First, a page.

I’ve often found great advice on Anne’s site. This post about what readers are likely to find when they click on that “Look Inside” invitation on Amazon echoes one I recently did about the first page of your book and why it matters, except that Anne goes into more detail and offers excellent examples of how you can make your “Look Inside” sample sing.
I especially want to endorse Guidelines Nos. 2 and 3.
No. 2 tells us to “start with conflict, not crisis,” advice I’ve encountered before, and which has ranked up there as the most useful advice I’ve ever received. As Anne points out, who cares if bullets are flying and bombs are going off if we don’t know the characters and couldn’t care less about them. “What the reader wants is emotional conflict,” Anne writes. And you get that by putting characters together in a demanding situation and finding out what they do about it—basically Anne’s Guideline No. 5.
No. 3 tells us that any opening scene that consists of some character musing away about some off-stage event is a huge turn-off unless you have an incredible voice and a mesmerizing character. While we’d all like to think we can produce such prodigies of characterization and style at will, the evidence suggests otherwise. You don’t have to create a character worthy of the ages in a Nobel-prize-winning style if you place your readers at the heart of a conflict, right there, in the middle of it all.
An additional turn-off I’d personally cite for “Look Inside” samples is more subjective: I respond to voice. Yes, I’ve got to have conflict; things have to happen for me in those first pages. But even if I’m thrown into the middle of conflict, a pedestrian voice stuffed with clichés and unimaginative or, for that matter, forced description can kill my buying urge. Lure me with a voice that breathes with the magic of language used in new and illuminating ways. If you can’t, make your conflict mesmerizing and original. Ideally, do both.
So check out Anne’s list of ways to keep your first pages from killing your sale. What makes you put a book back on the Amazon shelf?
Source: Do you know how to publish an ebook with pictures?
Here’s a post from last fall that I swiped from Jean’s Writing! Now that I’m about to epublish my “Beginner’s Cheat Sheet” on formatting your own Print-on-Demand book using InDesign, I’m going to need all the help I can get on formatting ebooks with graphics! What I like in Jean’s video is the idea that you can force text and image to stay together. Does anyone have any experience adding graphics to Kindle ebooks? Does this look like a good process to you? Any help will be WELCOME!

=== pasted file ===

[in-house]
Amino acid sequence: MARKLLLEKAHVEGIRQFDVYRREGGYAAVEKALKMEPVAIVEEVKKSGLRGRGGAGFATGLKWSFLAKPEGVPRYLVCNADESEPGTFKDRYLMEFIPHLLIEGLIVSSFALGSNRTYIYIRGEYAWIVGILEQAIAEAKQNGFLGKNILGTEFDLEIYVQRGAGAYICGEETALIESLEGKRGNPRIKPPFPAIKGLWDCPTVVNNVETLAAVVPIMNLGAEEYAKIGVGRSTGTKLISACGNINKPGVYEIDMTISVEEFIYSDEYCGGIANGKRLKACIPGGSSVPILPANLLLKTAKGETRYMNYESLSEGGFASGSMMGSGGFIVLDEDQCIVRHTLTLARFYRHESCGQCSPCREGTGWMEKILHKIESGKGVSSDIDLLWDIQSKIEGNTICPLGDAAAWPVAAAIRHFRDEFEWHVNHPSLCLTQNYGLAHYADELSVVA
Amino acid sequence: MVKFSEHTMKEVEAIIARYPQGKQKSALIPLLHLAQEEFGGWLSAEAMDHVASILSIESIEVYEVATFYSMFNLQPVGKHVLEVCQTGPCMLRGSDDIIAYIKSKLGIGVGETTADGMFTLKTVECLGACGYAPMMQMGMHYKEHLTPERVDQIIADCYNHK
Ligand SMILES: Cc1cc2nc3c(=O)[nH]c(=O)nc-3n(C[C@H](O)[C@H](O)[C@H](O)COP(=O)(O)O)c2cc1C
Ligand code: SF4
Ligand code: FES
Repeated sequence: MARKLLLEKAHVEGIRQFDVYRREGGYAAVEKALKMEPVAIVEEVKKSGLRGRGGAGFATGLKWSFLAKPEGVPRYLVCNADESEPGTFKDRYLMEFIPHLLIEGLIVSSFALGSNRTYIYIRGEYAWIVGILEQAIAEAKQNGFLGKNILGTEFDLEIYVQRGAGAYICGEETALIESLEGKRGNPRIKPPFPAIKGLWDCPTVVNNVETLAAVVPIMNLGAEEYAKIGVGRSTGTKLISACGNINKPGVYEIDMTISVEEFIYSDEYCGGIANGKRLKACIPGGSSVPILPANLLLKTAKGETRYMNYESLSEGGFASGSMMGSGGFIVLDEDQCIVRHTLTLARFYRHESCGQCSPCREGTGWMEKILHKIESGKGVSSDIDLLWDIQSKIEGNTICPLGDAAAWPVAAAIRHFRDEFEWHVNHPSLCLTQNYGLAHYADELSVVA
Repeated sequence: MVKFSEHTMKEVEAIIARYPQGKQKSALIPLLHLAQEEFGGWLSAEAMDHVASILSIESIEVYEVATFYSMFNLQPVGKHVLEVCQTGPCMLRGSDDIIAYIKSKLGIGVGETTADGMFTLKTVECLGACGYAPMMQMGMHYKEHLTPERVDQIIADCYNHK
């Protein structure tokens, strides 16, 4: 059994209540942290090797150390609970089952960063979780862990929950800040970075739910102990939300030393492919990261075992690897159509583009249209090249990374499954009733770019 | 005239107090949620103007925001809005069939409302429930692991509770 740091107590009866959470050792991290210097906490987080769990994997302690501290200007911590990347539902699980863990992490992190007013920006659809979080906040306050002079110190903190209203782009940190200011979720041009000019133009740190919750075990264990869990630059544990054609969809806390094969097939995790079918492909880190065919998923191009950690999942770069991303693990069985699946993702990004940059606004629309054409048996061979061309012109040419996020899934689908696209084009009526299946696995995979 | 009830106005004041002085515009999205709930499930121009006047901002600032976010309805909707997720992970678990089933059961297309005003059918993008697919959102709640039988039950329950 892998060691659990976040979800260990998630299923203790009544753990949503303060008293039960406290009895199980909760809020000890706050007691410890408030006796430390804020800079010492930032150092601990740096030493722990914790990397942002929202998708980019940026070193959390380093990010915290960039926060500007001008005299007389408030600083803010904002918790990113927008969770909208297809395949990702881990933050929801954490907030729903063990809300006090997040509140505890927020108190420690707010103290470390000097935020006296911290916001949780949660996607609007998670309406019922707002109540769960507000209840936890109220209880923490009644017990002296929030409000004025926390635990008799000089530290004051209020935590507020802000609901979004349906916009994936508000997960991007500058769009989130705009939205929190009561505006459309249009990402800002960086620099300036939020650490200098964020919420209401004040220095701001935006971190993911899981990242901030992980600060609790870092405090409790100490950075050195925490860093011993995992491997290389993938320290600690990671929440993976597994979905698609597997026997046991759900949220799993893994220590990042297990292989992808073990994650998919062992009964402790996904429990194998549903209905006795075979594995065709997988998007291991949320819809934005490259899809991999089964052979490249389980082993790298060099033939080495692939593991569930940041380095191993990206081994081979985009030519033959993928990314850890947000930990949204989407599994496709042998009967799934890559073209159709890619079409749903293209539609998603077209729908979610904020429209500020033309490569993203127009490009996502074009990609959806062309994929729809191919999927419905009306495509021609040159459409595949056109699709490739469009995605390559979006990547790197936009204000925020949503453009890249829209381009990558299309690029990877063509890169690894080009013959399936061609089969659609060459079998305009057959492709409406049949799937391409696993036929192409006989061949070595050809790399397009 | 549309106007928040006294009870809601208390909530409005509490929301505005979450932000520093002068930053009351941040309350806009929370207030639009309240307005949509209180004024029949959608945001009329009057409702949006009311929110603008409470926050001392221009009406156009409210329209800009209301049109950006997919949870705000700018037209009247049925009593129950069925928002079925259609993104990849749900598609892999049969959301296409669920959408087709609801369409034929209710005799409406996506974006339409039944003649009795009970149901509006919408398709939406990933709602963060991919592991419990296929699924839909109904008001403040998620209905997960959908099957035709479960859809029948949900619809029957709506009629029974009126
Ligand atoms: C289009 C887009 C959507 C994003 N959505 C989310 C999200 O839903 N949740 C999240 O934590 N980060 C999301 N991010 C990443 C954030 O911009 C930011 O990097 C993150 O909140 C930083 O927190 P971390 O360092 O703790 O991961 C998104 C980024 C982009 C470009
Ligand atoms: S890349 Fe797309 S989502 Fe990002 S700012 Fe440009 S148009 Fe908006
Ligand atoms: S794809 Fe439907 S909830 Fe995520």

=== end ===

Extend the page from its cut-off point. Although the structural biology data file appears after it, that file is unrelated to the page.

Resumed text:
Some useful information about those pesky Amazon Review rules from Build Book Buzz. Share your own methods for getting reviews.
Filed under Amazon Kindle Direct Publishing, business of writing, ebooks, indie publishing, Marketing books, Myths and Truths, novels, Print on Demand, Reviews, Self-publishing, Writing
This is an older post from alfageeek, but like all his posts, it’s full of hands-on, practical advice that actually soothes some of my guilt over my abysmal marketing efforts. While you’re checking out his site, also check out his latest report on his experience with Bookbub ads.
In marketing to consumers, there is a well-established “buying cycle.” There are a lot of different variations on this but they generally go:
- Awareness (finding out your product exists)
- Research (figuring out whether they want it)
- Purchase (woo hoo!)
- Repurchase (they liked it and want another)
I mention this because the business of marketing a book is really no different from the business of marketing anything else to consumers. What I find interesting is that the people marketing books these days are mostly authors, and judging from their behavior, I think many of them are really confused about that whole cycle. So I’m writing this post to help explain it to them, with they hope that they stop throwing their money away solving problems they do not have.
Let’s skip awareness for a second, and dispense with the rest of the cycle.
If you write a great book and get a…
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Here’s what I sometimes feel like as a marketer: Deer in the headlights!
Well, I bought the book. I’ll report back on how much it helped me in my goal to begin taking marketing seriously. In the meantime, this article on how Amazon rankings and keywords differ in helping me sell my books provided some really useful distinctions.Can you add to this advice?
Filed under business of writing, ebooks, indie publishing, Marketing books, Money!, novels, Print on Demand, Publishing, Self-publishing, Tech tips, Writing